Camping, when the weather is perfect is truly magical and this year’s Easter at Barham was no exception. Good Friday saw the boys and I loading up the Trusty Nissan with our swags and eskys of food to join our friends at the annual “Oster Easter Camp” on the bank of the Murray River.
Max, Sam and Henry, along with Max White, in true Huckleberry Finn style, loaded up the tinny with tackle boxes, fishing rods and the family dog and motored up the river to meet me at our camping destination.
The two Maxes helped us to observe the Christian Easter tradition of eating fish on Good Friday by reeling in a 61cm Murray Cod late in the afternoon. Max Barr cooked it to perfection on the barbeque and it went down nicely with some hot chips (also cooked to perfection) from the Riverside Café.
The number of campers at this year’s Oster Easter Camp totalled around forty children and adults, mainly surviving on a subsistence diet of hot cross buns, bacon and eggs and chocolate. People travelled from far-flung places like Mount Martha, Koondrook and the outer suburbs of Barham to attend the four days of festivities and relaxation.
When it comes to relaxing, a camping trip is hard to beat; once you’ve set up your camp you can please yourself as to how you’d like to spend your time. The evenings were spent sitting around the enormous campfire and yarning, staring into the hypnotic flames of the campfire or looking up and admiring the spectacular night sky. The children organised games of “spotlight tiggy” that kept them entertained until they were ready to crawl into their swags later in the night.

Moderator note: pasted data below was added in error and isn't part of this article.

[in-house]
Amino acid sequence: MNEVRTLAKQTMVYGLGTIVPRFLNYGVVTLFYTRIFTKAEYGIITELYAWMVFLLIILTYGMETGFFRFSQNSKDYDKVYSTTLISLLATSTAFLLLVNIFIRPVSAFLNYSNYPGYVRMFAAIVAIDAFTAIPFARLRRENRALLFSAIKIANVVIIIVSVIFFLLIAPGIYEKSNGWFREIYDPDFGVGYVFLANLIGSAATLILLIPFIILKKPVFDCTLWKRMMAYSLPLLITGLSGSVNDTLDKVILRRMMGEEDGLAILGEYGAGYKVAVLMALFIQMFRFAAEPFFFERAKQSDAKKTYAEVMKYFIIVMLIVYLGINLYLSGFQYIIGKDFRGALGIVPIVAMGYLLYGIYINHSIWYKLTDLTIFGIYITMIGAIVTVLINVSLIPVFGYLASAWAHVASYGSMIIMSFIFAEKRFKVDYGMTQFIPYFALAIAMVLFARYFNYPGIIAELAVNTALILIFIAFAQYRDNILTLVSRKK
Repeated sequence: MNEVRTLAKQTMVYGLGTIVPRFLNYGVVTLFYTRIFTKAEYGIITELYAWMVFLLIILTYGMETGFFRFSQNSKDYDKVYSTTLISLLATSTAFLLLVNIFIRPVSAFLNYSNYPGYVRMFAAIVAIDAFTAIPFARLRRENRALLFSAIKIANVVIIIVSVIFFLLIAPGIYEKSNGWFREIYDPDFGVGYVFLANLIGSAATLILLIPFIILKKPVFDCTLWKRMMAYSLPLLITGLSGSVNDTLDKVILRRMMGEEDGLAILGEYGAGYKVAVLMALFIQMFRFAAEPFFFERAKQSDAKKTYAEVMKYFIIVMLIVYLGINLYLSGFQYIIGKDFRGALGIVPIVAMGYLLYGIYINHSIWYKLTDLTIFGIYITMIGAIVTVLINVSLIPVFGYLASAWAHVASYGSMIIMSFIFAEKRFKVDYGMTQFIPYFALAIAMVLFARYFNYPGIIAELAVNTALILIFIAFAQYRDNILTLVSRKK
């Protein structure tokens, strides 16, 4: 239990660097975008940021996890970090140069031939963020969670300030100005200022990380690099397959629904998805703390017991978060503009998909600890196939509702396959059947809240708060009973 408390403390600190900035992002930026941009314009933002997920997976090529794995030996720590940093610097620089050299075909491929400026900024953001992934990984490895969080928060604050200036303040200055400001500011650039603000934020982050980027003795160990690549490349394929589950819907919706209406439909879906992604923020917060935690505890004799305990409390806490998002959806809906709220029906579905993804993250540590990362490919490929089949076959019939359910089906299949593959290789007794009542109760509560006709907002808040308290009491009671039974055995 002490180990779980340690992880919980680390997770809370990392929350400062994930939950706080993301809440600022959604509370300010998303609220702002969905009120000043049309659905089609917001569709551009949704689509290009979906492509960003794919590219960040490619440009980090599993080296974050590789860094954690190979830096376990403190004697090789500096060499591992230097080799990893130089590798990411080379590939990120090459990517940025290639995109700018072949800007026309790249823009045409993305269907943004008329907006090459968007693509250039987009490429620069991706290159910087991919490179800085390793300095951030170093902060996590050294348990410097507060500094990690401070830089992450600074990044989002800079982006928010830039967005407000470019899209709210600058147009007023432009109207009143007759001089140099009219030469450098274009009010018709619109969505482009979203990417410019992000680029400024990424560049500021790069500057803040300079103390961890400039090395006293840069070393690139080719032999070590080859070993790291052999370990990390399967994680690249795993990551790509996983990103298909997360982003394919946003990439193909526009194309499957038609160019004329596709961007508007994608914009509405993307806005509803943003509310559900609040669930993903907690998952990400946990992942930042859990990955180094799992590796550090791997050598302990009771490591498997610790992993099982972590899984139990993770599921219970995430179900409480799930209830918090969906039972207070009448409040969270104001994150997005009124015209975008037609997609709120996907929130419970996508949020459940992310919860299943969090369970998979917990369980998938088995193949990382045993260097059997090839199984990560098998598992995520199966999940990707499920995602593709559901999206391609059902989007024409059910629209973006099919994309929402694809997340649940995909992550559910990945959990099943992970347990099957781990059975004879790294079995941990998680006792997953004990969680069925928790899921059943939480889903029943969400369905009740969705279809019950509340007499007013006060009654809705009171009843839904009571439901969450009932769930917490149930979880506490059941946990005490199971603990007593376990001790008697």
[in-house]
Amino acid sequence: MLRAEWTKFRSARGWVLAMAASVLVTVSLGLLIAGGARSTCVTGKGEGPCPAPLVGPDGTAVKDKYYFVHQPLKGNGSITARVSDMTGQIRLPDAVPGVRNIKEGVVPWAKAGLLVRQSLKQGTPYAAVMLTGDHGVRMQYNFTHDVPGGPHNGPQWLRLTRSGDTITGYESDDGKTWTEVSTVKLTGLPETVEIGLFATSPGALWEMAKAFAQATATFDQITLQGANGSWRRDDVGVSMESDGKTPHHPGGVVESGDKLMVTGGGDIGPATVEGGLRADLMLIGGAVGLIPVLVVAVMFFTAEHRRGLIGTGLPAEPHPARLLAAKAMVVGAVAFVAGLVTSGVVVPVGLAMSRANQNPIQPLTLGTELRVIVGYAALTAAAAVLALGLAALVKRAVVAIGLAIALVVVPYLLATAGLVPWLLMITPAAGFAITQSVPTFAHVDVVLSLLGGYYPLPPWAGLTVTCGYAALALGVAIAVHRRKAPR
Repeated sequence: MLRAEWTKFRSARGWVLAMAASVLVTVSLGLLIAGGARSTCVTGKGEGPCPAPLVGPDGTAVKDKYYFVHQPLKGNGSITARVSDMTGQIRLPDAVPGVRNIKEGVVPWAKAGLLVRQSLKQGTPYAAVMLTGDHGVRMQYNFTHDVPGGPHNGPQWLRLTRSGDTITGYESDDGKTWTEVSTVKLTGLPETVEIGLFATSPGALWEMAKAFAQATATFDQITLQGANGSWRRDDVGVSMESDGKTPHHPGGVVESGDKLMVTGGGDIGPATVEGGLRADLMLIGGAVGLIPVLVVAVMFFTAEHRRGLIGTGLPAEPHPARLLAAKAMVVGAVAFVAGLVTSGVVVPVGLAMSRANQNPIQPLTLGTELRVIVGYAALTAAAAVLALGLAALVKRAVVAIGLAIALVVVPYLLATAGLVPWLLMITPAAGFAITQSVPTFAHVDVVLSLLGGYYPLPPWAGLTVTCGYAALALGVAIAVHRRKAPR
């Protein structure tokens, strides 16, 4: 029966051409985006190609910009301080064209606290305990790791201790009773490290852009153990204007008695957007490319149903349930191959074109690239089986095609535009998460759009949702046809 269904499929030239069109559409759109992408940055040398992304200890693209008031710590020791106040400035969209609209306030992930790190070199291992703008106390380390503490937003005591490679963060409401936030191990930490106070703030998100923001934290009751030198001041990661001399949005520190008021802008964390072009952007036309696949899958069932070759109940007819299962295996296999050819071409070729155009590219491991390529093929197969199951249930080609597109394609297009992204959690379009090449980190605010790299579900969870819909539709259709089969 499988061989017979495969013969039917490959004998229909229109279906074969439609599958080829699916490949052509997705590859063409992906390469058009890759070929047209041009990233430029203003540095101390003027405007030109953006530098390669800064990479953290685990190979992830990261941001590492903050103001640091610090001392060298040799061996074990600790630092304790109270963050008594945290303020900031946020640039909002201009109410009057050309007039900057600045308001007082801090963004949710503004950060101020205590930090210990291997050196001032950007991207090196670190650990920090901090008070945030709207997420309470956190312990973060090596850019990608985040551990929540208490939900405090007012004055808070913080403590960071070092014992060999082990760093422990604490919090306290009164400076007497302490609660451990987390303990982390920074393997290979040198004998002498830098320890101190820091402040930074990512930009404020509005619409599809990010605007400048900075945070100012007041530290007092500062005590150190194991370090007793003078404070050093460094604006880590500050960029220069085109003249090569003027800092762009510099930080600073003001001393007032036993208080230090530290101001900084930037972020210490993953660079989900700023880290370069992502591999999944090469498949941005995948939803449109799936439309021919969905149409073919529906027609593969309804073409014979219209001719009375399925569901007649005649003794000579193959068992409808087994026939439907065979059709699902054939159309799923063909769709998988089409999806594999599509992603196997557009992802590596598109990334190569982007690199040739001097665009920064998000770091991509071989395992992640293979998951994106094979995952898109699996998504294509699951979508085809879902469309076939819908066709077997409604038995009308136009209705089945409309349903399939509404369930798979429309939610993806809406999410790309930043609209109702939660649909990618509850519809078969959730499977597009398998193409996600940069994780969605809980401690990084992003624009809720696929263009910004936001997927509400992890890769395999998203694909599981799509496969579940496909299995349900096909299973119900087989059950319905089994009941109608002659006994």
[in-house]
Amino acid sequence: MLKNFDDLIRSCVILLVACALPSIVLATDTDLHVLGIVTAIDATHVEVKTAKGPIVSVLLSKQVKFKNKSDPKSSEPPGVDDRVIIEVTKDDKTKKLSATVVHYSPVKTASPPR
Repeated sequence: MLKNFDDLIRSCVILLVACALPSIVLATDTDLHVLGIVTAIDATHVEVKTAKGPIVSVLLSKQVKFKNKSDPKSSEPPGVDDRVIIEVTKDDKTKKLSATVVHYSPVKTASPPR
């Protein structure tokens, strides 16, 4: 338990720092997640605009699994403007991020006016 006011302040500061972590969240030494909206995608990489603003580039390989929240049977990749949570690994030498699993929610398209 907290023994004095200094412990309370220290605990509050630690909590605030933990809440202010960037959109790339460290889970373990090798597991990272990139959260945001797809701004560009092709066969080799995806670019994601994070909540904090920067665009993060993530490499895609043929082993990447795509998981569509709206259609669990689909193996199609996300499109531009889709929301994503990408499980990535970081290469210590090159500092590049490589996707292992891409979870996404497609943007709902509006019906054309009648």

There were no shortage of activities to choose from during the day; the river provided fishing, knee-boarding behind the jetski, scenic barbie-boat rides and mud-sliding down the banks. While at the campsite there were skipping rope competitions, clay-target shooting, walks along the riverbank and tours to Mardie and Glen Gray’s 12 Good Eggs free-range chook farm next door.
Camp ovens and barbeques got a thorough workout during the four-day break and Pete Hird’s loaf of bread cooked in a camp oven was a taste sensation and crowd favourite… almost proving man could live on bread alone...
The camp itself was the venue of the hotly contested competition – “My Camp Kitchen Rules”. Five teams pitted their culinary skills against one another, producing entrees, main meals or desserts that were assessed by the four impartial judges. Ellie, Caitlin and Ruby were the eventual winners with their outstanding “Easter Egg Surprise” – a magnificent creation of Easter eggs buried in a rich chocolate fudge filling and encased in a sweet biscuit crust (I wish I’d thought of that).
The mythical rabbit paid a visit on Easter Sunday with foil covered chocolate eggs and rabbits causing blood sugar and energy levels to peak. Later that afternoon as the sun was going down behind the Murray River red gums, I sat in my deckchair and couldn’t help but think how lucky we are to live in such a beautiful part of the world.